By Hannah Scott 

Tomorrow will mark the official Welcome to Port for the new research vessel, Investigator – however science success is already happening on board!

Over the last few weeks hydrographers on board the Investigator have created the first 3-D images to come from the vessel of the ocean floor around Tasmania: and the results are spectacular.

The impressive ship is equipped with sonar that will map the sea floor in 3-D to any depth, and a sub-bottom profiling system that can look further up to 100 metres into the actual sea bed, to determine its composition.

The team responsible have been setting out 120 nautical miles north east and south east of Hobart to test and calibrate a range of equipment and the sea floor data is being collected as they go.

An area of sea floor mapped by the Investigator recently. It can map, in detail, to any ocean depth.

An area of sea floor mapped by the Investigator recently.

While there have previously been images of Tasmania’s surrounding sea floor collected in sections, the Investigator has allowed the data to be collected at a higher resolution than ever before.  To put this into perspective, the sonar on the previous research vessel, Southern Surveyor, operated to 3000 metres and the Investigator can map in detail to any ocean depth.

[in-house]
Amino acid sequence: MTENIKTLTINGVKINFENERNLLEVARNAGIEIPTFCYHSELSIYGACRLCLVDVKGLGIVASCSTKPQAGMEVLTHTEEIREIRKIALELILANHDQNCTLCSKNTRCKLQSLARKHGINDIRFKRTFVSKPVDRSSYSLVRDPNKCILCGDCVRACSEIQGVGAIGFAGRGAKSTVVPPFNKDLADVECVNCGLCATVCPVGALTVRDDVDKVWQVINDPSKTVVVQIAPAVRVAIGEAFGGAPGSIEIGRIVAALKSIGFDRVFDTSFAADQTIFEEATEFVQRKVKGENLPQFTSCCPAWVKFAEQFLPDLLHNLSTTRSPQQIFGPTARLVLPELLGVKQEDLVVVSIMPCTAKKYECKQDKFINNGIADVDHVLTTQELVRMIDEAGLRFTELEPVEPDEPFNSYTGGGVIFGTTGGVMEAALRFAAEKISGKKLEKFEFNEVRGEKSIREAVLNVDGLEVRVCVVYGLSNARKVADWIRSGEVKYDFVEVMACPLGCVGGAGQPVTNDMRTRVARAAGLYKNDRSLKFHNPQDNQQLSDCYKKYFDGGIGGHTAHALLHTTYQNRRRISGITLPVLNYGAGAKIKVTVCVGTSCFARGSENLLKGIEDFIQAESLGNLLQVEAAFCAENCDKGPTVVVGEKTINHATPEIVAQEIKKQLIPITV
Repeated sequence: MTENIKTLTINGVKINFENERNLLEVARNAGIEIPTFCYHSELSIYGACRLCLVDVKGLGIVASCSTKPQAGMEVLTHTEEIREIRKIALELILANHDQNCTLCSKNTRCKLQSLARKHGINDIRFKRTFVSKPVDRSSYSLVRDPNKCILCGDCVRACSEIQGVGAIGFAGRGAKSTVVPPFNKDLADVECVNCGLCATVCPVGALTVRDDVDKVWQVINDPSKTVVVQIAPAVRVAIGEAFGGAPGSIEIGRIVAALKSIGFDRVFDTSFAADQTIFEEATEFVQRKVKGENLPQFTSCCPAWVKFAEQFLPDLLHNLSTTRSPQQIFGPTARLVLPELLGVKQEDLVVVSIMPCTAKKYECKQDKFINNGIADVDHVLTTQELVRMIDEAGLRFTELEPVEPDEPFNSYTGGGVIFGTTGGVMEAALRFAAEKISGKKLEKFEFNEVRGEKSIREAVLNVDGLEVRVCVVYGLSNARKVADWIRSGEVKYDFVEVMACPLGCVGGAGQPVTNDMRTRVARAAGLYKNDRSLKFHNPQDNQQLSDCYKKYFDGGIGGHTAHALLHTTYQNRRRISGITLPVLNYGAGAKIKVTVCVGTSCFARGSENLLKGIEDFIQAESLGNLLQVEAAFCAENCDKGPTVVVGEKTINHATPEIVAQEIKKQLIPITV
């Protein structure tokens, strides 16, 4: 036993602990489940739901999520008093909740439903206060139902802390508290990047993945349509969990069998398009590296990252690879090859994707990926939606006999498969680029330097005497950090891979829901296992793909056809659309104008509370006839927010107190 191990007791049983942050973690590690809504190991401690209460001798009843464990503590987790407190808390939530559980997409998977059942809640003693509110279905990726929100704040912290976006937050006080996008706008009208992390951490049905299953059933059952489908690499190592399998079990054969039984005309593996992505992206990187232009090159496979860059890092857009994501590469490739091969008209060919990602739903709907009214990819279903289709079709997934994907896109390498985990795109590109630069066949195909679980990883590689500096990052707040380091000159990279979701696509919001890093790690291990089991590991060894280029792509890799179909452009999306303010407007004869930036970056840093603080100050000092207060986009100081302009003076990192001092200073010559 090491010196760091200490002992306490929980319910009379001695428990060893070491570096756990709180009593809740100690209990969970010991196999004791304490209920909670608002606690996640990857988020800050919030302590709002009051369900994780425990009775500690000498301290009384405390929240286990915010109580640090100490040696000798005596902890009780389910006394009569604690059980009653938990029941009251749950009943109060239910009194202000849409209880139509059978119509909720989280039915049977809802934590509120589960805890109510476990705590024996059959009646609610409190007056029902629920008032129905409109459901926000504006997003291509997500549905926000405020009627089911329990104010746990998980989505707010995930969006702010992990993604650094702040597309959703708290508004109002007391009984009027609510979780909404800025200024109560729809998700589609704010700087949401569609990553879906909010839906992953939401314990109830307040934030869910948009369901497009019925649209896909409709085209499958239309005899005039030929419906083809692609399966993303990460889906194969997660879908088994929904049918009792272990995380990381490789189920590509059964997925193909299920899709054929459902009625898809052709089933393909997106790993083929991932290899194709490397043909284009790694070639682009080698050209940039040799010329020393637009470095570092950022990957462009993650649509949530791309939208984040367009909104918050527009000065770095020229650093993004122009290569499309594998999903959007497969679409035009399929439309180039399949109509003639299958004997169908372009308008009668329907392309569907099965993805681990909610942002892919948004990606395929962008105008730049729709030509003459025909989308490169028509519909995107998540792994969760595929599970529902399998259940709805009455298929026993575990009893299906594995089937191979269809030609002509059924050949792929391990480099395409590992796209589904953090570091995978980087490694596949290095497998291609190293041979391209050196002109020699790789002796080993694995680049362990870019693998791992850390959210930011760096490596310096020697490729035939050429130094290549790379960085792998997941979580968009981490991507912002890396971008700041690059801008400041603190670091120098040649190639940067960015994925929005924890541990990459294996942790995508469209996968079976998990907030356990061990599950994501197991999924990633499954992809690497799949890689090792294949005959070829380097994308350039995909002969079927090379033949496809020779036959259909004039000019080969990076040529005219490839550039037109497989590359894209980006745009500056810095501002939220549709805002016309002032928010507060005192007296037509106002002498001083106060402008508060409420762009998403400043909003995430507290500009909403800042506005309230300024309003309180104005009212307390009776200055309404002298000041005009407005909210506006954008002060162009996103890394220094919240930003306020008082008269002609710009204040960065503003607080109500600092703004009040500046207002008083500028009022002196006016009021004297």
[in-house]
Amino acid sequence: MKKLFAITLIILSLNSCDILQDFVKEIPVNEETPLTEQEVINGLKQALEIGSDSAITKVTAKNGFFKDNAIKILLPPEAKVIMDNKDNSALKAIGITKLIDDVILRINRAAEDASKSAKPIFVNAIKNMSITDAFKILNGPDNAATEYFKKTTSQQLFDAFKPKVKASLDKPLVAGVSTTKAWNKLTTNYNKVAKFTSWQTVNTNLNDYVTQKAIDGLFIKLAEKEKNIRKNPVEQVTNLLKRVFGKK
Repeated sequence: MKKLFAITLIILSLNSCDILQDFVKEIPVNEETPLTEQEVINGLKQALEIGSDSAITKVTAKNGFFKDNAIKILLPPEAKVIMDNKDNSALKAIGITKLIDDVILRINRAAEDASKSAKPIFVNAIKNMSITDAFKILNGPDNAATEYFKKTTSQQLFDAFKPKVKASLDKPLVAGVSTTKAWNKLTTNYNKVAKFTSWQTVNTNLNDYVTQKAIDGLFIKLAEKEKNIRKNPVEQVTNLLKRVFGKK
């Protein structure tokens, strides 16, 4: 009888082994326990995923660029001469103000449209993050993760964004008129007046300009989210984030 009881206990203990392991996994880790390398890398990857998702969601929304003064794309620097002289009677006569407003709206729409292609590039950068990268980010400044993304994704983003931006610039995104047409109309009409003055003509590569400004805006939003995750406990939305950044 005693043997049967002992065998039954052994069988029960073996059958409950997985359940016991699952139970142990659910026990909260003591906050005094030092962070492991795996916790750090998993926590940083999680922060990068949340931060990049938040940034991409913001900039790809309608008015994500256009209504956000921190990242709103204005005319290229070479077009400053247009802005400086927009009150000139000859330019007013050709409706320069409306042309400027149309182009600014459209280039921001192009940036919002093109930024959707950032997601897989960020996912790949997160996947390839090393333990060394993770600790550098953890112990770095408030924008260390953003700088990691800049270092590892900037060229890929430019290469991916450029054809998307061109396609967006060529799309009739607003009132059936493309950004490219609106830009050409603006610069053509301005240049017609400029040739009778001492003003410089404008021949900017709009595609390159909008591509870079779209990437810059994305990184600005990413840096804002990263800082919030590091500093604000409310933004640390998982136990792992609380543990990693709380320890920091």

Investigator has recently undertaken sea trials off the coast of Tasmania to test and calibrate around $20 million worth of scientific equipment in preparation for research voyages in 2015.

The Welcome to Port Celebrations for RV Investigator will be held on the CSIRO Wharf at Battery Point, Hobart, on Friday 12 December 2014, which will mark the official handover of the ship from CSIRO to the Marine National Facility for operation.

The public are invited to come down to the CSIRO Wharf from 3pm to 8pm, where there will be science education activities for all ages, science equipment on display and the chance to win a ship tour of RV Investigator. The event is free.